About 63 percent of suppliers in the flagship Affordable Inputs Programme (AIP) have not yet entered the market to supply inputs to farmers, the Ministry of Agriculture has disclosed.
The development comes at a time many areas in the country have started receiving rains, forcing growers to plant without the much-needed soil-enriching substance.
Briefing reporters in Lilongwe yesterday, Agriculture Minister Lobin Lowe said only about 60 fertiliser suppliers out of the 166 under the AIP had entered the market at a time over 1.4 million people have redeemed their two bags of the commodity.
To date, 143,992 metric tonnes (2,879,840 bags) of fertiliser have been sold. The figure represents 38.8 percent of the 3.7 million targeted farmers in the 2021-22 farming season.
Lowe admitted that this year’s programme was facing three main challenges, among them failure by suppliers to enter the market, the sale of counterfeit fertiliser and the tendency of some beneficiaries who have sold National Identity cards.
He, however, assured Malawians that Smallholder Farmers Fertiliser Revolving Fund (SFFRFM) and Agricultural Development and Marketing Corporation (Admarc), who are already on the market, would fill the gap.
“Admarc and SFFRFM remain the only reliable suppliers of inputs and this has led to long queues in some shops,” Lowe said.
He stressed that some suppliers from the Fertiliser Suppliers Association had joined the cause, expressing hope that this would help service providers reach out to farmers.
Seventeen companies out of 63 contracted companies for livestock component were also on the ground, he said, further indicating that up to 50 percent of maize seeds had been sold.
Malawi Police Service (MPS) Deputy Commissioner Aubrey Nyirenda said law enforcers had been active on the ground, where they are ensuring that AIP beneficiaries and farm inputs are not abused.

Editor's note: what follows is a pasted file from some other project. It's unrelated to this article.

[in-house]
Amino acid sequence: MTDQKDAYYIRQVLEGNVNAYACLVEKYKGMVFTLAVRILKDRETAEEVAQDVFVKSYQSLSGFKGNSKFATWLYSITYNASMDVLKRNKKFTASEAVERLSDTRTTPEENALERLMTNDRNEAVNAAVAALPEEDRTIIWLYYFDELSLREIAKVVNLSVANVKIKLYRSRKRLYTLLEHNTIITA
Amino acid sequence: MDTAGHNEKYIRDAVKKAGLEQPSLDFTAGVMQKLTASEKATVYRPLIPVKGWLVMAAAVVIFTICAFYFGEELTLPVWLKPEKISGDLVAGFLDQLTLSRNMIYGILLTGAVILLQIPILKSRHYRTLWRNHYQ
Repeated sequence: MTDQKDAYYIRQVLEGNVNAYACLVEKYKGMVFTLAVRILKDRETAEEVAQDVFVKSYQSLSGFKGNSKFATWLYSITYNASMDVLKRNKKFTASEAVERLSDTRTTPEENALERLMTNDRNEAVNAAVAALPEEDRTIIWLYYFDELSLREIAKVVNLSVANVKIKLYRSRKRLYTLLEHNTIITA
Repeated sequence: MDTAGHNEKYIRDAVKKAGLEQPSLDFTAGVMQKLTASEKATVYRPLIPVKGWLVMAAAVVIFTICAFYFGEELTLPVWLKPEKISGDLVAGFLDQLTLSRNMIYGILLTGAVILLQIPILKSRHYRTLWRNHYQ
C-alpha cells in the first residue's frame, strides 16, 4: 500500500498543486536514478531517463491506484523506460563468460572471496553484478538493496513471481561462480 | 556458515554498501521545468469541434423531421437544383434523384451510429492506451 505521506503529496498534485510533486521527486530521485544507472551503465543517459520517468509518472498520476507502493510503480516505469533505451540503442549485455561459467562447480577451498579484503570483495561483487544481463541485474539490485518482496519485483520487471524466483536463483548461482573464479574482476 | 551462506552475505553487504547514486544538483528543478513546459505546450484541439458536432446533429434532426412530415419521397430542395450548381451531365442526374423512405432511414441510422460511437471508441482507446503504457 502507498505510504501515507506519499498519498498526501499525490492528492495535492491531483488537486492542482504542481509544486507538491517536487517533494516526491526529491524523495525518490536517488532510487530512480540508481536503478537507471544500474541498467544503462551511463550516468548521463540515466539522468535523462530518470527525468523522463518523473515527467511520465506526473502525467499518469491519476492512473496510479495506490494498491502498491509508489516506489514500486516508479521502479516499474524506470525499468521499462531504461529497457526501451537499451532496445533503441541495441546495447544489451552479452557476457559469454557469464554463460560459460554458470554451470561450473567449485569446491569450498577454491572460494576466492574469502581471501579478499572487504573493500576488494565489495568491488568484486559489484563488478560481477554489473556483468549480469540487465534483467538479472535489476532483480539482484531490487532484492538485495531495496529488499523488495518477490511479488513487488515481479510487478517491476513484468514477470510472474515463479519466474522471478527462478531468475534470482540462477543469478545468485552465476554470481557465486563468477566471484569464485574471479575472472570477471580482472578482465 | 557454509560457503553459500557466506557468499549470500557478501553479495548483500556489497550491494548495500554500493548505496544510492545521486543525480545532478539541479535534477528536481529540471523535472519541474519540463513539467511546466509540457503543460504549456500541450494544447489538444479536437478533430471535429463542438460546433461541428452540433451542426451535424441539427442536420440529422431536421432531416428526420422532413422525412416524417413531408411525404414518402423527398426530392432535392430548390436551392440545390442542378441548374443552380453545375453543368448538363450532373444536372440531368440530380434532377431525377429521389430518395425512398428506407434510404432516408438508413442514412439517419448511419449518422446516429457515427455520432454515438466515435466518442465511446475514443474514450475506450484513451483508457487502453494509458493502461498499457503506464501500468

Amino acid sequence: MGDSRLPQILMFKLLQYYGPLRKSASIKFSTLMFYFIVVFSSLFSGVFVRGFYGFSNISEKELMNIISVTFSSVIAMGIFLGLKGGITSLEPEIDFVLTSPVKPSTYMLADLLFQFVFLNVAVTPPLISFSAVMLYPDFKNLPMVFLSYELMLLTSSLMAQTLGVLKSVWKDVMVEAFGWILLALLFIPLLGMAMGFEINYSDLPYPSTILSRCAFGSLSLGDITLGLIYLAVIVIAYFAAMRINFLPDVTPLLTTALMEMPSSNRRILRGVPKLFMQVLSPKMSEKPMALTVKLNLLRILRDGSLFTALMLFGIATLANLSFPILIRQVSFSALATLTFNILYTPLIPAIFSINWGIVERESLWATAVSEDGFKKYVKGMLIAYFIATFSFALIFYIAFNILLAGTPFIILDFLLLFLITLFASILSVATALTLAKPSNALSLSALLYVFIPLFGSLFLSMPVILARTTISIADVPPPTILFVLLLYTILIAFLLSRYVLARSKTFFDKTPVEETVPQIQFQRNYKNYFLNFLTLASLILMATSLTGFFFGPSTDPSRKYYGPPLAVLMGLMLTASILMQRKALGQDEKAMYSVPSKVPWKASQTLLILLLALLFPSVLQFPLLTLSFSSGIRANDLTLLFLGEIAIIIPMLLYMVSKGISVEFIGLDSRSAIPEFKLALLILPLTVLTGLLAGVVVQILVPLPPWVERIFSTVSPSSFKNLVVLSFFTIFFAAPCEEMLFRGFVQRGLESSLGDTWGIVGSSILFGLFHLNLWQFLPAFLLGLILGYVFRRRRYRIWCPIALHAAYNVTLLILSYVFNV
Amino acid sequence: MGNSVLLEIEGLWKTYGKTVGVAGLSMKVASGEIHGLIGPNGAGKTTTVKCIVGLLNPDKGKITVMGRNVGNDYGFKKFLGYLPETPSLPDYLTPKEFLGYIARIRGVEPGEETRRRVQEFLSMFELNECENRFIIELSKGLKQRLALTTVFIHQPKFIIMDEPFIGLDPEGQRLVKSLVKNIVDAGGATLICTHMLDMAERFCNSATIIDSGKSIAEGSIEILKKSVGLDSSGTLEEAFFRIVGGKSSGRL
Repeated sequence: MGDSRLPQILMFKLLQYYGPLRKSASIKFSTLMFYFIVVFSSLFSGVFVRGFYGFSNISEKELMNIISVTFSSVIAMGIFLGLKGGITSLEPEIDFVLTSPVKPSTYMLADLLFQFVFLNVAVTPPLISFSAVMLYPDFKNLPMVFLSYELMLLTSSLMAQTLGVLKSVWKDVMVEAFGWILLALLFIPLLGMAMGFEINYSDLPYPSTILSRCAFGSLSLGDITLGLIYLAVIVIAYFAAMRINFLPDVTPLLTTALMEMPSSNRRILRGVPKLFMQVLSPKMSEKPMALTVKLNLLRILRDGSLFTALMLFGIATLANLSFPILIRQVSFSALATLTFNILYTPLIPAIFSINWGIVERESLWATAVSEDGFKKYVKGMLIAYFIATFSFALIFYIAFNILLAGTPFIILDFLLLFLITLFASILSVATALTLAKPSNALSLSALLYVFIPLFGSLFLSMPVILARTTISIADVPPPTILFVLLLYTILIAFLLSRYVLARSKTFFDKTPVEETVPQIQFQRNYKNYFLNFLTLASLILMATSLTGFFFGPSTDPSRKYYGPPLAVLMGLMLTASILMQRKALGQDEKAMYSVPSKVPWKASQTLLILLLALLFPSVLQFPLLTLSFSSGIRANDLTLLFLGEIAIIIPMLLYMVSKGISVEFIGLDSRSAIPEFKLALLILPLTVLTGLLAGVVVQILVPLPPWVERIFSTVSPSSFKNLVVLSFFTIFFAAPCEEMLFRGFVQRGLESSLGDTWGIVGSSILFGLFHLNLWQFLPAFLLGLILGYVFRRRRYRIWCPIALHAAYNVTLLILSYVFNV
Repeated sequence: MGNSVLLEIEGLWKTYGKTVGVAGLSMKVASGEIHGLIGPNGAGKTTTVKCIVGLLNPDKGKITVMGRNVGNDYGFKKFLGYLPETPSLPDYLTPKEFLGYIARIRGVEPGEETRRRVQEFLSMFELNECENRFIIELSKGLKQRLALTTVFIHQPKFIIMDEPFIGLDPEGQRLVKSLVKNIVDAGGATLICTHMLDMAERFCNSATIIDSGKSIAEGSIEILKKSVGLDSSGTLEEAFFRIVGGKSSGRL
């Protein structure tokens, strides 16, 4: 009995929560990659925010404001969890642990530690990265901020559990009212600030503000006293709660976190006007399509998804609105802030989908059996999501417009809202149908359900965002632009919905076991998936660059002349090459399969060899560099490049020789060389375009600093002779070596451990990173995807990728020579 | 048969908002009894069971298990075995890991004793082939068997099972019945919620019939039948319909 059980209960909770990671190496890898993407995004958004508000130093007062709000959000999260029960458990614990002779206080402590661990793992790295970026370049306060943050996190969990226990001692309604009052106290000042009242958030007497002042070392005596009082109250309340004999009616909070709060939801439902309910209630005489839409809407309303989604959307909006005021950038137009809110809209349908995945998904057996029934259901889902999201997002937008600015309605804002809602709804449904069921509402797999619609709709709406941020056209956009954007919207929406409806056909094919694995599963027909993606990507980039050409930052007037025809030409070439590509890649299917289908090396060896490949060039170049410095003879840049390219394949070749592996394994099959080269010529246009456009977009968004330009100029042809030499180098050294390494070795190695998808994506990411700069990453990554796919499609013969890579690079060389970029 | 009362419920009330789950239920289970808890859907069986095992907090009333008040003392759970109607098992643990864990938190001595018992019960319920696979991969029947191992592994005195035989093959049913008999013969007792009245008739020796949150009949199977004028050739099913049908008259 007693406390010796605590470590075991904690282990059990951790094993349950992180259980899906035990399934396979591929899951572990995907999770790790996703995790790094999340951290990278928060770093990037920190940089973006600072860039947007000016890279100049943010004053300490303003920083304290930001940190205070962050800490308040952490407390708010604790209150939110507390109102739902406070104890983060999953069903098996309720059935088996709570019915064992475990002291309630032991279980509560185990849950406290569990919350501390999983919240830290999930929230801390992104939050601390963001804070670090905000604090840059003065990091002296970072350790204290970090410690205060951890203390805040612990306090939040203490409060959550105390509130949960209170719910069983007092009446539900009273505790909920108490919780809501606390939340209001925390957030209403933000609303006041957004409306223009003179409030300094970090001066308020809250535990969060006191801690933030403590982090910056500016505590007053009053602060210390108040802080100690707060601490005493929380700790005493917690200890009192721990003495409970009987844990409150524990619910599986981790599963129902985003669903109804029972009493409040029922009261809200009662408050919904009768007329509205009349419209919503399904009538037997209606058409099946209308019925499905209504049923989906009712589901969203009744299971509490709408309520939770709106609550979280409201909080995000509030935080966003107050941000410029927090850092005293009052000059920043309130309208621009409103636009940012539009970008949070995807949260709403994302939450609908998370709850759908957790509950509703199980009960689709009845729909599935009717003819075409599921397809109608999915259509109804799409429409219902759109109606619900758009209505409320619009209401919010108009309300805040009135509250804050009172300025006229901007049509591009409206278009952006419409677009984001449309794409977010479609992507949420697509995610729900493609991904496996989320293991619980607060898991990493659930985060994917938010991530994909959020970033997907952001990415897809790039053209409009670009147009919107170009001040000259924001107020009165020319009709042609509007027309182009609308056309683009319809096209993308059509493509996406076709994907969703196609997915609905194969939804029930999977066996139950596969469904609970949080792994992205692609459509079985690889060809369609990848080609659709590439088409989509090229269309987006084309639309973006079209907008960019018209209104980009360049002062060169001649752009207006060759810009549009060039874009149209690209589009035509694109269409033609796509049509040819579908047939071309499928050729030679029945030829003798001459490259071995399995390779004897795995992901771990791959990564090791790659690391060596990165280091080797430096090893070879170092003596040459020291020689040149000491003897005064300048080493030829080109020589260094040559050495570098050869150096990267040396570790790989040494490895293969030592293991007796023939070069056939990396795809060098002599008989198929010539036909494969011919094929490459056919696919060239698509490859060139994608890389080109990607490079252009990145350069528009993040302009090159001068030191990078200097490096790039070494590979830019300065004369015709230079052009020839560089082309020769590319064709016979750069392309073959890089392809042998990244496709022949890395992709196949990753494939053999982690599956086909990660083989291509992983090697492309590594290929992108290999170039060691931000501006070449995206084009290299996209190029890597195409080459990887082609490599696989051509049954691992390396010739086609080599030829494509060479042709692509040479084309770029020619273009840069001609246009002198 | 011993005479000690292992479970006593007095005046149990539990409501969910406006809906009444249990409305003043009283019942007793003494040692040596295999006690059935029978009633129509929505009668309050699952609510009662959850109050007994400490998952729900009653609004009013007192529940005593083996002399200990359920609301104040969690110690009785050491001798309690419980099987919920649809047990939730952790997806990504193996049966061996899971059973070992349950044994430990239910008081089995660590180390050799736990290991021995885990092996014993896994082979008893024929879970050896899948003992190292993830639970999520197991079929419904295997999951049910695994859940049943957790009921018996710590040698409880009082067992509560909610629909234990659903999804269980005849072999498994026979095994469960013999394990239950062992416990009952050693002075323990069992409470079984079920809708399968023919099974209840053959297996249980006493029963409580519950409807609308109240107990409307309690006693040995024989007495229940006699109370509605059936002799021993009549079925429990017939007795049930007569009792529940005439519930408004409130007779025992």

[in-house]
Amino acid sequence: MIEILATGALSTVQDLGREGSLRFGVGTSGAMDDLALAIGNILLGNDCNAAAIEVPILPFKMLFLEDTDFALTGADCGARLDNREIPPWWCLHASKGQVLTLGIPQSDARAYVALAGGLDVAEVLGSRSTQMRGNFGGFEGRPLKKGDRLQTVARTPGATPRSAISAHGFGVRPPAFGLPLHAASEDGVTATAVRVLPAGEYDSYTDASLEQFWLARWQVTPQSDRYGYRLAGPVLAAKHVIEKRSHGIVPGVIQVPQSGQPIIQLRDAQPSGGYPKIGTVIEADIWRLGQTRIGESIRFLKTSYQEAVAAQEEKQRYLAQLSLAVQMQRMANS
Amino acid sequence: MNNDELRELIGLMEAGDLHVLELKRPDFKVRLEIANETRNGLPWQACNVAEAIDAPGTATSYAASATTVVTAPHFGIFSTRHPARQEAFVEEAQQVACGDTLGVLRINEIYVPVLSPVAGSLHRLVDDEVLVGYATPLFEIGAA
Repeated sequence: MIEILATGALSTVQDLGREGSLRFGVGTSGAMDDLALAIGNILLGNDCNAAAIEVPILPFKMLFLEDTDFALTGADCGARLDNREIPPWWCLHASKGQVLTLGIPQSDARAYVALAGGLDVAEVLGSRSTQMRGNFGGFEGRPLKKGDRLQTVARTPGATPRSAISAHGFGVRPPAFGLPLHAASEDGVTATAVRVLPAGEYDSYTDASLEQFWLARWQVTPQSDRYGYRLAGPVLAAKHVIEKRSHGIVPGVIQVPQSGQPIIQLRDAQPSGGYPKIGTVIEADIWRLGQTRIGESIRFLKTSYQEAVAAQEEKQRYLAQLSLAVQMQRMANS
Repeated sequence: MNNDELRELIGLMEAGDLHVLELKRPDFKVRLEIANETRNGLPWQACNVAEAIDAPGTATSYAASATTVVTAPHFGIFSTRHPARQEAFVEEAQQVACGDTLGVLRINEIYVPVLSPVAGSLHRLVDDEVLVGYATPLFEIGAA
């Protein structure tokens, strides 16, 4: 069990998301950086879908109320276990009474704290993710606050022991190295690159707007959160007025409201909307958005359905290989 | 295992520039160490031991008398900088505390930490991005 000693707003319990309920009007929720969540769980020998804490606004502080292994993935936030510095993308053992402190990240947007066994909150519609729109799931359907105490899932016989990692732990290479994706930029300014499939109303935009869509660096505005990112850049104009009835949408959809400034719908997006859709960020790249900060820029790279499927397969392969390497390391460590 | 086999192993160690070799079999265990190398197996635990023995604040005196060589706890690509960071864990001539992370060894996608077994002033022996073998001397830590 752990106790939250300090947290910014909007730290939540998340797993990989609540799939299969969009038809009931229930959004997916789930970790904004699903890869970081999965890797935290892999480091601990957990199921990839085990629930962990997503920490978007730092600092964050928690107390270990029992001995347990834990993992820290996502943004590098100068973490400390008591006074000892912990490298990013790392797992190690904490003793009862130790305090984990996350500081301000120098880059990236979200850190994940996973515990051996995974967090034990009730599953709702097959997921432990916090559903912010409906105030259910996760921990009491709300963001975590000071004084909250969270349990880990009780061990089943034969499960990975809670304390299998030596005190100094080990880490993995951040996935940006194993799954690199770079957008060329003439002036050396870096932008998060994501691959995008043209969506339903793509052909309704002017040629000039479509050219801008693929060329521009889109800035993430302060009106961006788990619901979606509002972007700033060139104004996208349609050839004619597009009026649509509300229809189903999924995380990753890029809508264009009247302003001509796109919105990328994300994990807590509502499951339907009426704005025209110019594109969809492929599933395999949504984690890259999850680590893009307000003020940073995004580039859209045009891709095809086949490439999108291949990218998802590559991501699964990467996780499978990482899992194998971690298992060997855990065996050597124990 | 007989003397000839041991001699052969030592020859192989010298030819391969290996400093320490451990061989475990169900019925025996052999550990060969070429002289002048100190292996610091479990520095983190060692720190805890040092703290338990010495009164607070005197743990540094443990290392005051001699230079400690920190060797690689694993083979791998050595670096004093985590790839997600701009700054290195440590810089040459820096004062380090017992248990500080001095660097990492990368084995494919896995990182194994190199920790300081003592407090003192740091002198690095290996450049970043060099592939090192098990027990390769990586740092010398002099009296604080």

He said, so far, police had recorded 12 cases in relation to the abuse of AIP, saying some of the suspects were in police custody.
For instance, Nyirenda said Matias Bonongwe and his accomplice Willard Buleya were arrested for being suspected of supplying counterfeit fertiliser and were still in the hands of police.
MPS spokesperson James Kadadzera weighed in on the issue, indicating that “200 bags of counterfeit fertiliser have been confiscated” so far.
SFFRFM Chief Executive Officer Andy Kalinde said the institution had 162 outlets from which beneficiaries could access their inputs.
He said, due to demand, SFFRFM had introduced mobile van sales to fill the gap.
“Where the other traders are not available, we are coming in,” he said.
Initially, Admarc had 385 markets before introducing 96 additional markets due to demand.
Some suppliers refused to supply fertiliser to the government after expressing dissatisfaction with the government’s set price of K27, 000 per 50-kilogramme bag.
Mathews Kasanda is a journalist who holds a Bachelor of Arts in Journalism from University of Malawi (The Polytechnic).
In 2015, Media Institute of Southern Africa awarded him the Best Print Media Education Journalist of the Year accolade.
He joined Times Group Newsroom in September 2019.